Martin Sandbu’s column excoriates central banks for post financial crisis macroeconomic performance. He is right about a lot of things, so I am sure – and hope – his broadside is taken seriously. But I don’t think he is right about this. Martin’s piece fills a vacuum left by central banks and their finance ministry sponsors. [What? I hear you thinking.] Central banks themselves ought to be routinely, even institutionally reviewed. Stephen Williamson commented on Twitter [something to the effect] that he had never seen a central banker own up to a mistake. This is bizarre. We and they know that they make mistakes all the time, and recognition of that informs the next policy decision or policy reform. A well designed policy this period requires diagnosing the status quo, and
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Martin Sandbu’s column excoriates central banks for post financial crisis macroeconomic performance. He is right about a lot of things, so I am sure – and hope – his broadside is taken seriously.
But I don’t think he is right about this.
Martin’s piece fills a vacuum left by central banks and their finance ministry sponsors. [What? I hear you thinking.] Central banks themselves ought to be routinely, even institutionally reviewed. Stephen Williamson commented on Twitter [something to the effect] that he had never seen a central banker own up to a mistake. This is bizarre. We and they know that they make mistakes all the time, and recognition of that informs the next policy decision or policy reform. A well designed policy this period requires diagnosing the status quo, and understanding the extent to which we are where we are because of where we went wrong before. Treasury Committee conducted a brief review of post crisis monetary policy in the UK towards the end of Andrew Tyrie’s chairmanship, but the exercise fizzled out.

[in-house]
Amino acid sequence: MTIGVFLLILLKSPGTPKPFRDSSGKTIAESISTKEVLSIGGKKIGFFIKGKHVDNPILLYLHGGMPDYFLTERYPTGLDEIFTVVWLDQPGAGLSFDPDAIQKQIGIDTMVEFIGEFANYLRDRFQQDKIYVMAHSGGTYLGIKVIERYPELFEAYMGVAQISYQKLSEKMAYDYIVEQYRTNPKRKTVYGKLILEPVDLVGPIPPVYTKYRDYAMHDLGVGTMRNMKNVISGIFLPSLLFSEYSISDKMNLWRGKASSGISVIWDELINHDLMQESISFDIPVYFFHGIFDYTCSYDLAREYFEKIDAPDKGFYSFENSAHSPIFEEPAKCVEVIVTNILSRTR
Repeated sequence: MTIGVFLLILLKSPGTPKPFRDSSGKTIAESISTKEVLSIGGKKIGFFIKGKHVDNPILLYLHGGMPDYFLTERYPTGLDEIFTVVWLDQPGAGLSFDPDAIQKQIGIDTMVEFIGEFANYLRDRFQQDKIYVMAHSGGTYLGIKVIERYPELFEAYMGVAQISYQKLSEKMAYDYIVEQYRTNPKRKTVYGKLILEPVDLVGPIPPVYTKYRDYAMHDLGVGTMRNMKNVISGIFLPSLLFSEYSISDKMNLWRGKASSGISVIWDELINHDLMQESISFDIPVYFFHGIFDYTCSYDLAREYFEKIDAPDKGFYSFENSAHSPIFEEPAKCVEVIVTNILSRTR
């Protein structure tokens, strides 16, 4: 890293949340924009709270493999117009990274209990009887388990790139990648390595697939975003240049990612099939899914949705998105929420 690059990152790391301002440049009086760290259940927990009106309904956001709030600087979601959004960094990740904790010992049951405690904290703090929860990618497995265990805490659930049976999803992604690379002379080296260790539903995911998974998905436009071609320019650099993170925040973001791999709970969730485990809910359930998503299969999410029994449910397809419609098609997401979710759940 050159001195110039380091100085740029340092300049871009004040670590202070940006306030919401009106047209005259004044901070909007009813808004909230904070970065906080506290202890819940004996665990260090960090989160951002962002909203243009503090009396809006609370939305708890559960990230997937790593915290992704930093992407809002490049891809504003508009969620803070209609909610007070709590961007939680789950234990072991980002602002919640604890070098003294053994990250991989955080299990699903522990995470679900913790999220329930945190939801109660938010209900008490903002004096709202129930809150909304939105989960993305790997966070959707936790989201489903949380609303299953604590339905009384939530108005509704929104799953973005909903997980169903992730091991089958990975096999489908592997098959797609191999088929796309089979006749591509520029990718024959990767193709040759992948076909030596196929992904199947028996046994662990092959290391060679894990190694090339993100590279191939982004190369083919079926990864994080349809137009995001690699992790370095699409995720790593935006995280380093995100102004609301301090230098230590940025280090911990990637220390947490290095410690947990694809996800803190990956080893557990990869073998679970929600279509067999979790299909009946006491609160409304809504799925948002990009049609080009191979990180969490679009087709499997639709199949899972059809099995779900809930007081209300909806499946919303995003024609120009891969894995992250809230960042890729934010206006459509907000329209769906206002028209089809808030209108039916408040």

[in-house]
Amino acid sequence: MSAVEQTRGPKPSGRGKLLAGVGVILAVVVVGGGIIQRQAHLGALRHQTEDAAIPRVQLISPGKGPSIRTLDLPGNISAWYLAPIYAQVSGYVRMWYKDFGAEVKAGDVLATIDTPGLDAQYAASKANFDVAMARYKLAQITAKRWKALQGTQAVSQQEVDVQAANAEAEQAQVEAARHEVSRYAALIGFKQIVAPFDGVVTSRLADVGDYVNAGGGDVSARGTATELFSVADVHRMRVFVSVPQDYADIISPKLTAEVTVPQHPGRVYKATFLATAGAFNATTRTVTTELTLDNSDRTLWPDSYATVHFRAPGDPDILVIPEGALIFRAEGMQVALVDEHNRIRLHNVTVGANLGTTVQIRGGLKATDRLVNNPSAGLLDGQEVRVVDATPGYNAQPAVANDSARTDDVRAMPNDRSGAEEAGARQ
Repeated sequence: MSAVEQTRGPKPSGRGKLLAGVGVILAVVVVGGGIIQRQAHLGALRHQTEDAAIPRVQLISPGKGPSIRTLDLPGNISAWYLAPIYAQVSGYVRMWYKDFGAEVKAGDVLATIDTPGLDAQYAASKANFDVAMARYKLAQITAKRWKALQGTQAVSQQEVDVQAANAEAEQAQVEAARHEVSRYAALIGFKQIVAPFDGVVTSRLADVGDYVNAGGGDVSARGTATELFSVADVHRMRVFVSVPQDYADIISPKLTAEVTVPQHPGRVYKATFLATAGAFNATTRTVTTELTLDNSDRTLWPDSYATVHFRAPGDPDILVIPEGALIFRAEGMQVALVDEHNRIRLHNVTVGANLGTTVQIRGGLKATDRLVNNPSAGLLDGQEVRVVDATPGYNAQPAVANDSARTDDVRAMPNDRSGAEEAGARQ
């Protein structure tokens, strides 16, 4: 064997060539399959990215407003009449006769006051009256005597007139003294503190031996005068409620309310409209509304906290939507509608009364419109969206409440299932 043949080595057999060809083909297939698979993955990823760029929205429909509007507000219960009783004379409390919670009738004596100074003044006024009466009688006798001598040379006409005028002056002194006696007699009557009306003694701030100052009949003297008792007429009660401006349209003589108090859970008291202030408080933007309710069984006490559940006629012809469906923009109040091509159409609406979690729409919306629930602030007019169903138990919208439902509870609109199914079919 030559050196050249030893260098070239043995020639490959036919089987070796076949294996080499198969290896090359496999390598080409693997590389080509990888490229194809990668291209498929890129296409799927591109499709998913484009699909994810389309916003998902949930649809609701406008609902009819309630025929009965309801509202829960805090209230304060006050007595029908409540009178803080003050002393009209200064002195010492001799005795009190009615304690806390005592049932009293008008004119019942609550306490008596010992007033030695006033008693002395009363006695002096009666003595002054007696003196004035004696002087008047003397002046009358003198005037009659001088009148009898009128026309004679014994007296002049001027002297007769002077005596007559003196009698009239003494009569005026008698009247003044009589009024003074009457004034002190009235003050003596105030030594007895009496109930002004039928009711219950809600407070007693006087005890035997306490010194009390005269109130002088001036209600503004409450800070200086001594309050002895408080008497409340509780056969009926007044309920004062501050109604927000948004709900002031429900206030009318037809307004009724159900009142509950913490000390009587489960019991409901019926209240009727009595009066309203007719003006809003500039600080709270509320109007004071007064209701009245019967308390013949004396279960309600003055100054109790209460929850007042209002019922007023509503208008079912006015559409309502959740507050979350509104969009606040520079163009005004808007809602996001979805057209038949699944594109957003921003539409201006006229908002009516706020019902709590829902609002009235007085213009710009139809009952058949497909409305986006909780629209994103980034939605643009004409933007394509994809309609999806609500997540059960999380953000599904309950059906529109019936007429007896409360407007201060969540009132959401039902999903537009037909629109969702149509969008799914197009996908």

Seen through the economic spectacles that central banks use to observe the economy – their apprehension of the state of the art of macro – performance isn’t all that bad. Inflation undershot the target, but not spectacularly. This is indicative of the output gap – the amount of spare capacity in the economy – not being too great. Actual weakness in post financial crisis in output is therefore something new and ‘structural’. When necessary, the UK central bank tolerated a substantial overshoot up to 5.5%, weighing as it was asked the adverse consequences for the real economy if it had set policy tighter. It’s only a hypothesis that the large gap between a line extended out of the pre-crisis output trajectory and actual output has anything to say about the efficacy and competence of monetary and fiscal policy and their frameworks. The medium frequency moving average growth rate has moved around before, and it may have simply fallen again recently. Again, seen through the lens of central bank model spectacles, the absence of accelerating price falls is evidence that this is indeed what happened.
Added to this, conditional on the financial crisis happening [ie let’s leave aside the controversial question of what role central bank policies and frameworks had in that event], there is a danger of expecting too much from macroconomic stability efforts. Critics invite us to assess what happened against a perfect benchmark, but what actually would have been feasible given the speed with which politics and instruments work?